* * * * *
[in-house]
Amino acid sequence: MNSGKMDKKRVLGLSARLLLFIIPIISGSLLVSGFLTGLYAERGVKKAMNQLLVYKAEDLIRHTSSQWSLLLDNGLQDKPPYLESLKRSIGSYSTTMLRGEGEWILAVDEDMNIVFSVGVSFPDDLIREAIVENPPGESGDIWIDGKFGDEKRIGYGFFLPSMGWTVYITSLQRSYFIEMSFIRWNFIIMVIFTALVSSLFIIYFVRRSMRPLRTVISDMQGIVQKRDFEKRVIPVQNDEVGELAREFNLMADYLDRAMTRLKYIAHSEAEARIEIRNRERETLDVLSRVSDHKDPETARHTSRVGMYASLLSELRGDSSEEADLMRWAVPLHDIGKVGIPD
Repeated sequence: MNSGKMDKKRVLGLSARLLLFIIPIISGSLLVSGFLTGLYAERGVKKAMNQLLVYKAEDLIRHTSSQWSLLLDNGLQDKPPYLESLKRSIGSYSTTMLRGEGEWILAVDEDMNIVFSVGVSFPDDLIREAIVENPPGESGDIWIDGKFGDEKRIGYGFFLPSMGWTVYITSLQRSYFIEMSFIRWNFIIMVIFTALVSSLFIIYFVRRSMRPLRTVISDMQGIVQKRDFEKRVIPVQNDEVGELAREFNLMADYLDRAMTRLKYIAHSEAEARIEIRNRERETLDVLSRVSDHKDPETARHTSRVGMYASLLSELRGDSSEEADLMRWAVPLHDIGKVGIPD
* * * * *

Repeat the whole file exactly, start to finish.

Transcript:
[in-house]
Amino acid sequence: MNSGKMDKKRVLGLSARLLLFIIPIISGSLLVSGFLTGLYAERGVKKAMNQLLVYKAEDLIRHTSSQWSLLLDNGLQDKPPYLESLKRSIGSYSTTMLRGEGEWILAVDEDMNIVFSVGVSFPDDLIREAIVENPPGESGDIWIDGKFGDEKRIGYGFFLPSMGWTVYITSLQRSYFIEMSFIRWNFIIMVIFTALVSSLFIIYFVRRSMRPLRTVISDMQGIVQKRDFEKRVIPVQNDEVGELAREFNLMADYLDRAMTRLKYIAHSEAEARIEIRNRERETLDVLSRVSDHKDPETARHTSRVGMYASLLSELRGDSSEEADLMRWAVPLHDIGKVGIPD
Repeated sequence: MNSGKMDKKRVLGLSARLLLFIIPIISGSLLVSGFLTGLYAERGVKKAMNQLLVYKAEDLIRHTSSQWSLLLDNGLQDKPPYLESLKRSIGSYSTTMLRGEGEWILAVDEDMNIVFSVGVSFPDDLIREAIVENPPGESGDIWIDGKFGDEKRIGYGFFLPSMGWTVYITSLQRSYFIEMSFIRWNFIIMVIFTALVSSLFIIYFVRRSMRPLRTVISDMQGIVQKRDFEKRVIPVQNDEVGELAREFNLMADYLDRAMTRLKYIAHSEAEARIEIRNRERETLDVLSRVSDHKDPETARHTSRVGMYASLLSELRGDSSEEADLMRWAVPLHDIGKVGIPD